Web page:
this.bestDecryptedStrings.push(this.decryptedStrings[i]);
}
}
}
}

//Function for testing valid XEcrypted string. returns true or false
XEString.test = function(encryptedString) {
return /^((\.-?\d+){3})+\$/.test(encryptedString);
}​

• Could you include code in the question, please? "This site is for code reviews, which are hard to do when the code is behind a link somewhere out there on the internet. If you want a code review, you must post the relevant snippets of code in your question. It is fine to post a "see more" link (though, do be careful — very few reviewers will be willing to click through and read thousands of lines of your code), but the most important parts of the code must be placed directly in the question." (from the FAQ) – palacsint Oct 9 '12 at 16:05
• @palacsint Fair enough (I'm familiar with stackoverflow where some people are happy to debug a live copy of the code), but I understand why it might differ here (I'm new here). I'm not sure how to condense the code for a code review without losing code that I want reviewed, so it is quite long. – Grezzo Oct 9 '12 at 16:15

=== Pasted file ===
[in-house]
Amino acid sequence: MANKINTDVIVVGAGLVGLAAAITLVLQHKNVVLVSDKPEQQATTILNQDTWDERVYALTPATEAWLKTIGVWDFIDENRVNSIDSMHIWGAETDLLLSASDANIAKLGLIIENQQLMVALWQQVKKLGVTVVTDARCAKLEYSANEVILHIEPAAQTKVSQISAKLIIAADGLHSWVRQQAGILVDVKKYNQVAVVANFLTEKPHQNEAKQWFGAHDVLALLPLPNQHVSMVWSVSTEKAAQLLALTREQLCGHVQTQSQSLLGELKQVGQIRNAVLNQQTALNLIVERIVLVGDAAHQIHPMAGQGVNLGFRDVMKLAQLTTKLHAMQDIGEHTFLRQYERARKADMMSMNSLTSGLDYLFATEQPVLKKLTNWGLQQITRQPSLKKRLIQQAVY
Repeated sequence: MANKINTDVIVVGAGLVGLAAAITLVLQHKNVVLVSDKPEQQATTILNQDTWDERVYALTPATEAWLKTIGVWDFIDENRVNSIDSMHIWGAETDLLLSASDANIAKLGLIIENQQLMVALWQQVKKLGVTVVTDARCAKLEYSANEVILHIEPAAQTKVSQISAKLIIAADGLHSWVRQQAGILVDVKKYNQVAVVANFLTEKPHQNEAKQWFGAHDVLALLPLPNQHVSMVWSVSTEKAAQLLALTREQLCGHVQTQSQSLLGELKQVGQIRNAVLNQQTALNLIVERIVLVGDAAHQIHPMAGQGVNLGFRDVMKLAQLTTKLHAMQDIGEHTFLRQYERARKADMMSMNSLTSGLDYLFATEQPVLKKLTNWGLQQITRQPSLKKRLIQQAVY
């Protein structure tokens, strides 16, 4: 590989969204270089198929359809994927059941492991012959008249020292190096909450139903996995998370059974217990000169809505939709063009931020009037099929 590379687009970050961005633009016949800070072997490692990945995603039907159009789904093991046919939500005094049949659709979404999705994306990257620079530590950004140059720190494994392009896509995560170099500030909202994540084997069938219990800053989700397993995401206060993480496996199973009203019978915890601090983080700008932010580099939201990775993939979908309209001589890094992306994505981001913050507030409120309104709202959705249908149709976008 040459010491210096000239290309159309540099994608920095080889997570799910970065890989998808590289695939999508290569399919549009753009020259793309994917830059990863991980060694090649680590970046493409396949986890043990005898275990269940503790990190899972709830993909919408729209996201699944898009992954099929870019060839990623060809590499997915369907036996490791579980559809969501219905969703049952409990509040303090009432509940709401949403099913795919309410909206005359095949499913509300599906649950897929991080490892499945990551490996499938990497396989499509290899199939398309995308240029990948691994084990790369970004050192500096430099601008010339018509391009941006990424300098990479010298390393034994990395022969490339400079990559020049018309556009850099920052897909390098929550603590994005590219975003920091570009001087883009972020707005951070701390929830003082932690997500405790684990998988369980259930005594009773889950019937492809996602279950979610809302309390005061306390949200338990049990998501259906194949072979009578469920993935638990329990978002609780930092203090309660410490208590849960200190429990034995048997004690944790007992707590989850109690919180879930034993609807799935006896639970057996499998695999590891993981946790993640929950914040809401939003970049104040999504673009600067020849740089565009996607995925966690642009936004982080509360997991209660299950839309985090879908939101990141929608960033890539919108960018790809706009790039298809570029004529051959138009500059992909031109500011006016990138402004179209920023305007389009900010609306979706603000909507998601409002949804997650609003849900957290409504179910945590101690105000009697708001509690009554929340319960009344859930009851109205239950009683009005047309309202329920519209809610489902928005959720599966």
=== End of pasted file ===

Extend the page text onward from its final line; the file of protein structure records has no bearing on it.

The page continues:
It's a tricky one, since your class* doesn't really need any methods. Since its purpose is to decrypt a string, it makes sense to do that decryption straight away. Not much need to call any methods on the instantiated object afterwards.

Besides, I don't see much that would make sense to expose as methods. The decryption steps really only make sense in their current context.

So the way you've done it right now seems appropriate enough, I think.